It's important to know that the South—the Confederate States of America—went to war with the USA. It's also important to know that we reunited. The men who fought for the south didn't hate their country. They hated laws they felt restricted, ironically, their freedoms. At the time, our country wasn't even 100 years old. We were still working out who we were and wanted to be. It is one of the many shameful times in our history. The ancestors of men on both sides of the Civil War slaughtered the American Indians to steal their land and murdered their own countrymen in the Revolutionary War. There is no purity lost on our forefathers, nor on our path to becoming the US. While I disagree with the false equivalency Trump drew, Washington was as much a traitor to his country (England) as Lee was to ours. The only difference is that Washington won. Which made it OK. Because now we exist as an independent nation. But make no mistake, we are nonetheless a nation founded by questionable morals, unmistakable greed, and senseless violence.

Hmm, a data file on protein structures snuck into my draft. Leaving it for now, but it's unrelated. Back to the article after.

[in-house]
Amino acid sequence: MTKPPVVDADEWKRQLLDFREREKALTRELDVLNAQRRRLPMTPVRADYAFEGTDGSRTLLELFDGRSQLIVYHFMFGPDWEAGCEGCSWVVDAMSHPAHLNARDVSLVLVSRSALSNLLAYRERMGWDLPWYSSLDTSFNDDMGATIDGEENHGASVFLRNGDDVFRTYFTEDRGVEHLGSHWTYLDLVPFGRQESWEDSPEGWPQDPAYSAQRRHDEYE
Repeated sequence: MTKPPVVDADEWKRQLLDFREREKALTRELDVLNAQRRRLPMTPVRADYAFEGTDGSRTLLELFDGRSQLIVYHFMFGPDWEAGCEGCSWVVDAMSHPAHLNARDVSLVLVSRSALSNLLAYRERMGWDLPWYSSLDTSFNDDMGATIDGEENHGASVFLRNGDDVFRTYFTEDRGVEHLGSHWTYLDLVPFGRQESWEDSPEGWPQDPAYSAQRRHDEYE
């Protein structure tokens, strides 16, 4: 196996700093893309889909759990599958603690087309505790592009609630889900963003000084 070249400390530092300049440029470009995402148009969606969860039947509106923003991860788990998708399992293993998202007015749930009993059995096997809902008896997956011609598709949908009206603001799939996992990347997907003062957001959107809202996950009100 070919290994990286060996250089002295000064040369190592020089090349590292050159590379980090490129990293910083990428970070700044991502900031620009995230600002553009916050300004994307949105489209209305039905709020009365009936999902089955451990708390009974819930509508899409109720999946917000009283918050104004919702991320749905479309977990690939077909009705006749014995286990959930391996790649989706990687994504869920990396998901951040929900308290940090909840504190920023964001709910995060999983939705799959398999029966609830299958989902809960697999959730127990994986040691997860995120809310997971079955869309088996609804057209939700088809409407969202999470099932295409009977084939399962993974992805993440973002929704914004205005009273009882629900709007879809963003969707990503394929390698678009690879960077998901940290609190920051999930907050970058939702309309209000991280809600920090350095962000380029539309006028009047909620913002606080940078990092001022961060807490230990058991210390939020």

If you are going to love this country, love it with eyes wide open. We may stand for some honorable things. But we did not get here in honorable ways. Having a lack of regard for those not like us and turning traitor on our own countrymen are, unfortunately, written into the American DNA. All of that happened before the Civil War. There is no South or North and no racist or angel about it. We wouldn't be here today if we weren't EXTREME assholes.